Climate Change Editors' Vox

A Landscape Shaped by Wind

High-altitude aeolian research on the Tibetan Plateau offers insights into the past, present, and future.


Wind is one of the two primary agents sculpting the Earth’s landscape, the other being water. Our understanding of aeolian processes is ever expanding from tropical and temperate deserts to cold high-latitude and high-altitude areas.

The Tibetan Plateau is a particularly interesting place to study high-altitude aeolian processes. First, because the characteristics of the region are unique and some of the aeolian processes are quite different from other locations. Second, because aeolian processes on the Tibetan Plateau have an impact far beyond its geographic area, including influencing global climate. Our open access review article, recently published in Reviews of Geophysics, gives an overview of research that has improved our understanding of aeolian processes and landforms on the Tibetan Plateau. Here we give a brief overview of the characteristics and significance of this region.

Aeolian processes in the past on the Tibetan Plateau left extensive aeolian sediments such as loess and fossil aeolian sand, the oldest loess dating back to 800,000 years ago. However, the reconstruction of past aeolian activities is short (mostly since the Late Glacial) and shows wide regional differences because of the overall erosional environment that does not favour the preservation of aeolian records.

Processes that were active in the geological past continue in the present day. However, locations where aeolian processes occur strongly depend on the geomorphological conditions that determine sediment availability.

A yardang in the Qaidam Basin, China, one of the characteristic aeolian landforms of the region. Credit: Dong et al., 2017, Figure 15b

Therefore, contemporary aeolian processes primarily occur in several dry basins in the northern part of the plateau including the Qaidam Basin, Gonghe Basin and Kumkuri Basin.

Also in wide river valleys such as the Yarlung Zangbo River, headwaters of the Yangtz and Yellow River; on lakeshores such as the Qinghai Lake and Dongi Cona; on mountain slopes; and on gravel pavements.

Studies of aeolian sediment characteristics suggest a local origin. For example, loess on the Tibetan Plateau provides interesting contrasts with that of China’s Loess Plateau, which are transported from arid regions of northwest China.

Aeolian processes form various aeolian landforms but aeolian geomorphology is much simpler on the Tibetan Plateau than other deserts such as those in northwest China due to limited sediment availability and short development history. For example, compound and complex dunes are absent on the Tibetan Plateau.

Aeolian processes on the Tibetan Plateau also exert a direct impact on the earth system because aeolian dust is emitted into the high atmosphere and transported long distances. However, the presence of a cryosphere makes the responses of aeolian processes to global change on the Tibetan Plateau different from those in other areas.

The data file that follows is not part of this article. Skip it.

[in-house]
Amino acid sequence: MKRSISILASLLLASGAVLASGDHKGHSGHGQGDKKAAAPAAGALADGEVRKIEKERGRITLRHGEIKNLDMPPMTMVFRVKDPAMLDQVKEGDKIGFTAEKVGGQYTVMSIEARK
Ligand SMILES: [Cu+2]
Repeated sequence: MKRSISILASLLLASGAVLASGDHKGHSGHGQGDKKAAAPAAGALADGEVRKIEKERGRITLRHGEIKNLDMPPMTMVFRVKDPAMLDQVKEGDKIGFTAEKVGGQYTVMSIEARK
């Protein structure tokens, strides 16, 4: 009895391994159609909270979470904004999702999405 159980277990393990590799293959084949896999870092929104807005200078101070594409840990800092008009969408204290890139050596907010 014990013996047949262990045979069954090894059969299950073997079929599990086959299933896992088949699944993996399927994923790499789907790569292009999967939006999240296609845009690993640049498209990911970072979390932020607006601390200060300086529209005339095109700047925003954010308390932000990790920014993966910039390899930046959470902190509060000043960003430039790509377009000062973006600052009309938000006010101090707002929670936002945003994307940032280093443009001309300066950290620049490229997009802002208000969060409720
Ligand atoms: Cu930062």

Sand blown by the wind near Beiluhe along the Qinghai-Tibetan railway. Wind-blown sand is causing serious damage to ecosystems on the Tibetan Plateau. Credit: Dong et al., 2017, Figure 3b

It used to be thought that thawed frozen ground in response to global warming led to the expansion of aeolian desertification. However, it proves that aeolian desertification is not so severe as previously thought because that warming that is accompanied by slightly increased precipitation and reduced wind speed favours the restoration of aeolian desertified lands.

Aeolian desertification in general is driven by climate, though adverse human interferences, such as over-grazing, exert strong impacts in some localities thus aeolian desertification may be less severe in the future.

The location of the Tibetan Plateau means that aeolian processes take place where there is generally low air temperature, low air density, and the presence of a cryosphere. Thus, comparative studies of aeolian physics between the Tibetan Plateau and other areas are necessary to understand the characteristics of aeolian processes that are specific to the plateau, and the effect of freeze-thaw cycles on aeolian processes.

Another direction for comparative study is interplanetary. The wind is possibly active in shaping the landscape of other planets too, such as Mars and Venus, as well as Saturn’s moon, Titan. Recent findings on the Tibetan Plateau of analogues of Martian aeolian landforms have attracted researchers interested in comparative studies of aeolian processes between Mars and Tibetan Plateau.

Although the aeolian processes on the Tibetan Plateau are quite different from elsewhere in the world, it is important to continue research in this area as it will help to improve our understanding of Earth-surface processes and the impacts of climate change.

—Zhibao Dong, Shaanxi Normal University; email: [email protected], with contributions from co-authors

Citation: Dong, Z. (2018), A landscape shaped by wind, Eos, 99, Published on 08 March 2018.
© 2018. The authors. CC BY-NC-ND 3.0